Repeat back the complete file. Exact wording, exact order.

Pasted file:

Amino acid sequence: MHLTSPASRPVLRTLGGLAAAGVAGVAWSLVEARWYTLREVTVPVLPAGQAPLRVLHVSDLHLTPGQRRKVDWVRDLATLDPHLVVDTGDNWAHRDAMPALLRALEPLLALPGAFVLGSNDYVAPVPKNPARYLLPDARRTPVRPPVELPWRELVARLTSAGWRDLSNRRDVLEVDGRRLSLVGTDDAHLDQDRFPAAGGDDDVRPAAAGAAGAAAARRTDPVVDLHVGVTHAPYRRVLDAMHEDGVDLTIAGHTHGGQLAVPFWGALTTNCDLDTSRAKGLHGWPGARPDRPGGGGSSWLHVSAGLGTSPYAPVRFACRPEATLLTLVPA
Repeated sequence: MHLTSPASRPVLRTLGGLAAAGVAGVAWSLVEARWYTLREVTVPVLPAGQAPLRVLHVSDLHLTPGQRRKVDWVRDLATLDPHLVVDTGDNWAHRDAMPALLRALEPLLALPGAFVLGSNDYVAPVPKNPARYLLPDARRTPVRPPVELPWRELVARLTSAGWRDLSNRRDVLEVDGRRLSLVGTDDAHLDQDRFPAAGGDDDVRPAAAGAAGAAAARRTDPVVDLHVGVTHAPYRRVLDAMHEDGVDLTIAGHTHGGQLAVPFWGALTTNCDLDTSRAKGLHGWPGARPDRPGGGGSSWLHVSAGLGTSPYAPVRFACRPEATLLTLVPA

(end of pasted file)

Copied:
Amino acid sequence: MHLTSPASRPVLRTLGGLAAAGVAGVAWSLVEARWYTLREVTVPVLPAGQAPLRVLHVSDLHLTPGQRRKVDWVRDLATLDPHLVVDTGDNWAHRDAMPALLRALEPLLALPGAFVLGSNDYVAPVPKNPARYLLPDARRTPVRPPVELPWRELVARLTSAGWRDLSNRRDVLEVDGRRLSLVGTDDAHLDQDRFPAAGGDDDVRPAAAGAAGAAAARRTDPVVDLHVGVTHAPYRRVLDAMHEDGVDLTIAGHTHGGQLAVPFWGALTTNCDLDTSRAKGLHGWPGARPDRPGGGGSSWLHVSAGLGTSPYAPVRFACRPEATLLTLVPA
Repeated sequence: MHLTSPASRPVLRTLGGLAAAGVAGVAWSLVEARWYTLREVTVPVLPAGQAPLRVLHVSDLHLTPGQRRKVDWVRDLATLDPHLVVDTGDNWAHRDAMPALLRALEPLLALPGAFVLGSNDYVAPVPKNPARYLLPDARRTPVRPPVELPWRELVARLTSAGWRDLSNRRDVLEVDGRRLSLVGTDDAHLDQDRFPAAGGDDDVRPAAAGAAGAAAARRTDPVVDLHVGVTHAPYRRVLDAMHEDGVDLTIAGHTHGGQLAVPFWGALTTNCDLDTSRAKGLHGWPGARPDRPGGGGSSWLHVSAGLGTSPYAPVRFACRPEATLLTLVPA